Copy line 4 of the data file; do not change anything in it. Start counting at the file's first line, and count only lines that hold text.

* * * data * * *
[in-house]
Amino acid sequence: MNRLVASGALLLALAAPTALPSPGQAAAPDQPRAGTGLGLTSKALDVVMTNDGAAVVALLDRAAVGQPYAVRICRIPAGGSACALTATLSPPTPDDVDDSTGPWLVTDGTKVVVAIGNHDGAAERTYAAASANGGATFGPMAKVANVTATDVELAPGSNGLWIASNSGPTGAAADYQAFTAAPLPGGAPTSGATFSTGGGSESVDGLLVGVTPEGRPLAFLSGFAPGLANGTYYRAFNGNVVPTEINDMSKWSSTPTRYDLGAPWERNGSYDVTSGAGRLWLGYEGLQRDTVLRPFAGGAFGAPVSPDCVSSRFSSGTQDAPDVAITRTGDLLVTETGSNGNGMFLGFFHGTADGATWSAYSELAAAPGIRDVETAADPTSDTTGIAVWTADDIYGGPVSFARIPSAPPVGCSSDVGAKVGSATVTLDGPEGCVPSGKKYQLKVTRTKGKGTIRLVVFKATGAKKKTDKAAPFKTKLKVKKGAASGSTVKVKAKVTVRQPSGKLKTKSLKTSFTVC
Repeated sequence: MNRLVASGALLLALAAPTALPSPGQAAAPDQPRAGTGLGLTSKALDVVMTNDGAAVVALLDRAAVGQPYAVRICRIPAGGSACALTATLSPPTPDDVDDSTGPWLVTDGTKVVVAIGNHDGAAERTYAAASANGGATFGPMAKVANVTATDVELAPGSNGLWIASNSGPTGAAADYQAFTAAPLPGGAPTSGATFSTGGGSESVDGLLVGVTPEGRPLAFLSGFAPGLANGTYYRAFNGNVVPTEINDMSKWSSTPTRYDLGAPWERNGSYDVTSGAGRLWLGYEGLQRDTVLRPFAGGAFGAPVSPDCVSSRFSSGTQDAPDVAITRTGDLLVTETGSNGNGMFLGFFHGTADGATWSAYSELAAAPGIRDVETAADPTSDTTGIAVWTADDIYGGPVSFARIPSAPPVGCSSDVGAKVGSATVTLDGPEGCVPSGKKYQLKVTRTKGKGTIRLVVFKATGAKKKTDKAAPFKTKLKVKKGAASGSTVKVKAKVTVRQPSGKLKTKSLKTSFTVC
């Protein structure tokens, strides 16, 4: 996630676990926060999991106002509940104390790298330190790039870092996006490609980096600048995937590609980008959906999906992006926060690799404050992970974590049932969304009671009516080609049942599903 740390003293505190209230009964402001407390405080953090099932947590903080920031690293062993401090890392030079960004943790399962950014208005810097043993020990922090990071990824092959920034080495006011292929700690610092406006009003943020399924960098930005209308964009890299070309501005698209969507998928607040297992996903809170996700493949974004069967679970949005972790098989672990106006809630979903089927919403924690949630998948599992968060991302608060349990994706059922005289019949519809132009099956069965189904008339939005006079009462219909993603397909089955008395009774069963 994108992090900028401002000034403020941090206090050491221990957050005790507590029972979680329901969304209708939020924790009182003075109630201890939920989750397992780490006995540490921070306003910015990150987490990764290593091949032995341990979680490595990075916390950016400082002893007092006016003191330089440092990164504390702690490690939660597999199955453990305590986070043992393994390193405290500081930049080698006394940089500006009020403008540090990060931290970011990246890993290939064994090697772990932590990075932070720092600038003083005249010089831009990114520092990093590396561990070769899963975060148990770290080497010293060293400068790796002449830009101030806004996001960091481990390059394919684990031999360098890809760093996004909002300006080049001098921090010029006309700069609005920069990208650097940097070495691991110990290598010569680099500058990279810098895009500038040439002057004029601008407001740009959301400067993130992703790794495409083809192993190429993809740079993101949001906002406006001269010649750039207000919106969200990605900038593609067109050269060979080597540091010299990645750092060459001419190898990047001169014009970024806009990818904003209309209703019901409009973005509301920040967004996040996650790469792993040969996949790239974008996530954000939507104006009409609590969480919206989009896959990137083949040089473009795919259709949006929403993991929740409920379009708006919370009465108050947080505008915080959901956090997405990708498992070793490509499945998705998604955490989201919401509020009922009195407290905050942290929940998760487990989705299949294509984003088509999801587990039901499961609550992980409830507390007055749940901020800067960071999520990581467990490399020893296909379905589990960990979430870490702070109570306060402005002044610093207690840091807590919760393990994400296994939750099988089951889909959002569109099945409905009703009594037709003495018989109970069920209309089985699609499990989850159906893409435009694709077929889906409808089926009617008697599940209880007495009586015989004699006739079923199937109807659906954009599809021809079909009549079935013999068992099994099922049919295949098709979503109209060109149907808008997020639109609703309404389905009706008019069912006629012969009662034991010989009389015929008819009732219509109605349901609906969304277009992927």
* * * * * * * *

């Protein structure tokens, strides 16, 4: 996630676990926060999991106002509940104390790298330190790039870092996006490609980096600048995937590609980008959906999906992006926060690799404050992970974590049932969304009671009516080609049942599903 740390003293505190209230009964402001407390405080953090099932947590903080920031690293062993401090890392030079960004943790399962950014208005810097043993020990922090990071990824092959920034080495006011292929700690610092406006009003943020399924960098930005209308964009890299070309501005698209969507998928607040297992996903809170996700493949974004069967679970949005972790098989672990106006809630979903089927919403924690949630998948599992968060991302608060349990994706059922005289019949519809132009099956069965189904008339939005006079009462219909993603397909089955008395009774069963 994108992090900028401002000034403020941090206090050491221990957050005790507590029972979680329901969304209708939020924790009182003075109630201890939920989750397992780490006995540490921070306003910015990150987490990764290593091949032995341990979680490595990075916390950016400082002893007092006016003191330089440092990164504390702690490690939660597999199955453990305590986070043992393994390193405290500081930049080698006394940089500006009020403008540090990060931290970011990246890993290939064994090697772990932590990075932070720092600038003083005249010089831009990114520092990093590396561990070769899963975060148990770290080497010293060293400068790796002449830009101030806004996001960091481990390059394919684990031999360098890809760093996004909002300006080049001098921090010029006309700069609005920069990208650097940097070495691991110990290598010569680099500058990279810098895009500038040439002057004029601008407001740009959301400067993130992703790794495409083809192993190429993809740079993101949001906002406006001269010649750039207000919106969200990605900038593609067109050269060979080597540091010299990645750092060459001419190898990047001169014009970024806009990818904003209309209703019901409009973005509301920040967004996040996650790469792993040969996949790239974008996530954000939507104006009409609590969480919206989009896959990137083949040089473009795919259709949006929403993991929740409920379009708006919370009465108050947080505008915080959901956090997405990708498992070793490509499945998705998604955490989201919401509020009922009195407290905050942290929940998760487990989705299949294509984003088509999801587990039901499961609550992980409830507390007055749940901020800067960071999520990581467990490399020893296909379905589990960990979430870490702070109570306060402005002044610093207690840091807590919760393990994400296994939750099988089951889909959002569109099945409905009703009594037709003495018989109970069920209309089985699609499990989850159906893409435009694709077929889906409808089926009617008697599940209880007495009586015989004699006739079923199937109807659906954009599809021809079909009549079935013999068992099994099922049919295949098709979503109209060109149907808008997020639109609703309404389905009706008019069912006629012969009662034991010989009389015929008819009732219509109605349901609906969304277009992927």